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Byron Howell Family Home Page

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This web page served as a resource for a Wednesday-night class on fatherhood during the Spring quarter of 2000 at the Germantown Church of Christ near Memphis, Tennessee. The class was open to fathers of teen and pre-teen boys. The name of the class was Raising a Modern-Day Knight and it was partially based on a book of the same name by Robert Lewis. Other resource material is listed below, as well as class topics and lesson notes. The lesson notes are grouped into two parts, lessons from the Raising a Modern Day Knight book and lessons from the Planned Topics.

Also take a look at a devotional talk entitled Boys to Men that was based on this class. (Select the back button on your browser to return from the Boys to Men page.)

 Class Resources
  • The Bible
  • Raising a Modern Day Knight by Robert Lewis
  • How a Man Prepares His Sons for Life by Michael O'Donnell
  • Anchor Man and Point Man by Steve Farrar
  • The Blessing by Gary Smalley & John Trent
  • The New Birth Order Book by Kevin Leman
  • The Book of Virtues by William Bennett
  • Boyhood Daze by Dave Meurer
  • "God's Way or My Way" tape by Frank Peretti
 Supporting Topics
  • Raising a modern-day knight (4-6 weeks)
  • Humanism, relativism, and other nasty isms
  • Personality types and parenting
  • The threat of the new tolerance
  • Passing on the blessing to your son
  • Teaching our sons to own their faith
  • Teaching our sons to share their faith
  • The influence of birth order
  • Helping our sons find heroes
  • Men and mentoring
 Father & Son Outing:
         A "knight" to remember

On friday evening, April 28, we had about 30 people attend a father & son outing. Many thanks to Mark George (and Melinda) for hosting the gathering. The chili dogs were great. Byron amused that crowd with a demonstration of the nearly-lost art of kazoo-playing, hamboning, and manualism (playing his hands). (Ok, I guess you just had to be there to get the full impact.) The activities turned a bit more serious after that, however. Howard Howell from the Millington Church of Christ spoke to the group about his death-defying experience with cancer and how it changed his perspective on life. Howard, Byron, Andrew, and Aaron Howell sang several rousing songs. Around the campfire, Byron held up a knight's sword as he spoke about how the knight's Code of Conduct and the scriptures both called us to integrity, loyalty, courage, and respect for others. Each father in turn introduced his son and told of something he admired or appreciated about him. The fathers also spoke of their love for their boys. Andrew led us in a few songs and Joe Brumfield (Germantown Church of Christ youth minister) closed out the evening with a prayer around the fire. Especially for our sons, it really was a "knight" to remember.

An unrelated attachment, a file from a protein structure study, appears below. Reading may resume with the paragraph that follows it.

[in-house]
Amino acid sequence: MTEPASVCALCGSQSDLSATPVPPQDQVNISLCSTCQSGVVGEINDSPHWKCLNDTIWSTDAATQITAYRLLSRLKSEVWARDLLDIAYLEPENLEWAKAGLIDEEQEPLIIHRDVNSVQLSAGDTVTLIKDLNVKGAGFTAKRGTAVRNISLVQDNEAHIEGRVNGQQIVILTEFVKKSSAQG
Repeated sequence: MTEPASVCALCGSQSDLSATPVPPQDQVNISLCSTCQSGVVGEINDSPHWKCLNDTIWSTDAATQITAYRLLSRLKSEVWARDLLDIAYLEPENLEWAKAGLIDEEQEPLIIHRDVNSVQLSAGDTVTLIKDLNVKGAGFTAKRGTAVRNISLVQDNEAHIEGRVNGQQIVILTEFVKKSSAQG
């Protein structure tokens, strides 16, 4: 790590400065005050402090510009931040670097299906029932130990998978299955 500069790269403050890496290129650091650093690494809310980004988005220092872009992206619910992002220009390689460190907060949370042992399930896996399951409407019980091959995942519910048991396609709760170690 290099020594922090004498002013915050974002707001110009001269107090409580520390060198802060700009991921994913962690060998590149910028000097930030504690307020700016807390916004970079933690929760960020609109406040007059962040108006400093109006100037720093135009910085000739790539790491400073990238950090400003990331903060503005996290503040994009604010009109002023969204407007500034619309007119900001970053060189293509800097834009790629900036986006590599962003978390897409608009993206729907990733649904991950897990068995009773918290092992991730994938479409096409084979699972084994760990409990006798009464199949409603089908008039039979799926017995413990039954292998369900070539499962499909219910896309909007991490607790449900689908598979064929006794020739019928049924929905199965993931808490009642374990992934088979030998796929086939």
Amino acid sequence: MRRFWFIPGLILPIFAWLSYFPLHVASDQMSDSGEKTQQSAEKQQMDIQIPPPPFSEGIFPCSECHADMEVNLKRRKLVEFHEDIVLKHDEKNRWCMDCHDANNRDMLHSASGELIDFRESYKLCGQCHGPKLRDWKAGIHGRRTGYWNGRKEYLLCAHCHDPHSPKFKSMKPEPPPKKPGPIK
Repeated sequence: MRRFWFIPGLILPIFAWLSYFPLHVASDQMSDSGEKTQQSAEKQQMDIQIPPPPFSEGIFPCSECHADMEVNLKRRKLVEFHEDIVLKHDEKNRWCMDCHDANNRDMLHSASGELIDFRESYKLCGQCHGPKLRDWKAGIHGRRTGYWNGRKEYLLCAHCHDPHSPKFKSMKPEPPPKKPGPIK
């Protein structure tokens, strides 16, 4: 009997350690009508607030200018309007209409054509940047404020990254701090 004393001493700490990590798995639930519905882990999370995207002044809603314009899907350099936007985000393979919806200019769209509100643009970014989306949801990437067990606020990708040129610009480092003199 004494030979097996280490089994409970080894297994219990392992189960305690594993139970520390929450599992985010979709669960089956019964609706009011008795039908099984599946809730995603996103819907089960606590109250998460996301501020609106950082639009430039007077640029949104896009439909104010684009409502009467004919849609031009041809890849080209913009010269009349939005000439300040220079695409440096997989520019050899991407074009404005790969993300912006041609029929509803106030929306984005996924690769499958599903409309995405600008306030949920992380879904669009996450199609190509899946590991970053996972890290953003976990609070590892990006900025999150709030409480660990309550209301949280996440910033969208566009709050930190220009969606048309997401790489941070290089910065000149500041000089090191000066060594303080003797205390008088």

Wednesday-Knight Lesson 1:
         The glory of sons is their fathers

I outlined plans for the class. My strong interest in this topic comes from the fact that I was fortunate to have good role models growing up, I have three sons, and I have served as a youth minister and school teacher. Also, I love kids. Highlights from the class follow:

  • Imagine that your son is 18, the car is packed and he is getting ready to go off to college. As you say goodbye your mind is flooded with memories of your boy growing up. With a tear in your eye, you send him on his way -- but with what? Some memories? A little advice? Or will he go off to school with a clear and Biblical concept of what it means to be a man?
  • The father of Jeffrey Dahmer, the serial killer, wrote about his son in a book called "A Father's Story." Looking back during some of Jeffrey's youthful struggles, Lionel Dahmer said "I wasn't there... He began to sink into himself... He might be drifting..." When dads are absent or uninvolved, their boys can drift. Our American culture seems to promote fatherless families. What a high price we pay for that!
  • Proverbs 17:6 "Grandchildren are the crown of old men, and the glory of sons is their fathers." What great honor and delight a grandson brings to his grandfather! That boy makes his grandfather feel like a king! And what little boy does not brag about his father? Dad possesses authority and a position of awe in the mind of his boy. Every Dad begins fatherhood as the object of praise and admiration. No wonder an encouraging word from Dad is so important to a son! What an awesome opportunity and challenge we have when it comes to guiding our sons into manhood.
  Wednesday-Knight Lesson 2:
         Give them the best things

We each told some things about our boys and their interests. I announced this web site and its purpose. I also talked about plans for an evening retreat for fathers and sons. I have asked my brother if he would speak to us about his bout with cancer and how it affected his perspective on life in his younger years. Some notes from the class:

  • Involved fathers often work hard to give attention to their son's homework, school activities, church events, and sports. But we need to give our boys not only the good things, but the best things. We need to give them a vision of Godly manhood.
  • Fathers are encouraged to ask their sons what they believe a real man is like. Over the next few weeks, we want to work with our boys to help them develop a clear (and Biblical) picture of manhood.